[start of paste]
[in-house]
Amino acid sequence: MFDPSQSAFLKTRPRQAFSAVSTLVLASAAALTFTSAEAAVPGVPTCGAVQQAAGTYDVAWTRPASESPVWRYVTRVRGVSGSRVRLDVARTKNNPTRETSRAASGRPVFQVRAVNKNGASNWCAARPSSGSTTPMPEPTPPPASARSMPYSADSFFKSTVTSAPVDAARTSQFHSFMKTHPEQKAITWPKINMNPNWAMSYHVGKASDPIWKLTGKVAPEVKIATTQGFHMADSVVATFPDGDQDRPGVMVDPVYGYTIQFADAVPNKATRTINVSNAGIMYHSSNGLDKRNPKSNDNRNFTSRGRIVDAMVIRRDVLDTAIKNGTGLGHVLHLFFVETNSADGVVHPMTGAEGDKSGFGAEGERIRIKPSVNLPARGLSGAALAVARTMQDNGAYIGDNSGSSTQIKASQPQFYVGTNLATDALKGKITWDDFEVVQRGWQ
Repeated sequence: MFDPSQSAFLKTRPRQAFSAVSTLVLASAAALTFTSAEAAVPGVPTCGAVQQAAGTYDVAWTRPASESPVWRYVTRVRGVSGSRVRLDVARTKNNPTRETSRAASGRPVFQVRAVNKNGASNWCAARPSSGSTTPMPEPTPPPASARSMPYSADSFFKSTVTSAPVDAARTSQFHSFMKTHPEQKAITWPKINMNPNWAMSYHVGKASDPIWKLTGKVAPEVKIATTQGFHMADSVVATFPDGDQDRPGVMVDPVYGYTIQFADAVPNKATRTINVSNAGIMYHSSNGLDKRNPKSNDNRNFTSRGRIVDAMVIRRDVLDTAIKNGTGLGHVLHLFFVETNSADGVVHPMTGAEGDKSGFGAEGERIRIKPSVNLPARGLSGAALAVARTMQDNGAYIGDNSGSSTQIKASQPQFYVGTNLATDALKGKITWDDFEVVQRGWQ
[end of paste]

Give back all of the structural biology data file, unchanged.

[in-house]
Amino acid sequence: MFDPSQSAFLKTRPRQAFSAVSTLVLASAAALTFTSAEAAVPGVPTCGAVQQAAGTYDVAWTRPASESPVWRYVTRVRGVSGSRVRLDVARTKNNPTRETSRAASGRPVFQVRAVNKNGASNWCAARPSSGSTTPMPEPTPPPASARSMPYSADSFFKSTVTSAPVDAARTSQFHSFMKTHPEQKAITWPKINMNPNWAMSYHVGKASDPIWKLTGKVAPEVKIATTQGFHMADSVVATFPDGDQDRPGVMVDPVYGYTIQFADAVPNKATRTINVSNAGIMYHSSNGLDKRNPKSNDNRNFTSRGRIVDAMVIRRDVLDTAIKNGTGLGHVLHLFFVETNSADGVVHPMTGAEGDKSGFGAEGERIRIKPSVNLPARGLSGAALAVARTMQDNGAYIGDNSGSSTQIKASQPQFYVGTNLATDALKGKITWDDFEVVQRGWQ
Repeated sequence: MFDPSQSAFLKTRPRQAFSAVSTLVLASAAALTFTSAEAAVPGVPTCGAVQQAAGTYDVAWTRPASESPVWRYVTRVRGVSGSRVRLDVARTKNNPTRETSRAASGRPVFQVRAVNKNGASNWCAARPSSGSTTPMPEPTPPPASARSMPYSADSFFKSTVTSAPVDAARTSQFHSFMKTHPEQKAITWPKINMNPNWAMSYHVGKASDPIWKLTGKVAPEVKIATTQGFHMADSVVATFPDGDQDRPGVMVDPVYGYTIQFADAVPNKATRTINVSNAGIMYHSSNGLDKRNPKSNDNRNFTSRGRIVDAMVIRRDVLDTAIKNGTGLGHVLHLFFVETNSADGVVHPMTGAEGDKSGFGAEGERIRIKPSVNLPARGLSGAALAVARTMQDNGAYIGDNSGSSTQIKASQPQFYVGTNLATDALKGKITWDDFEVVQRGWQ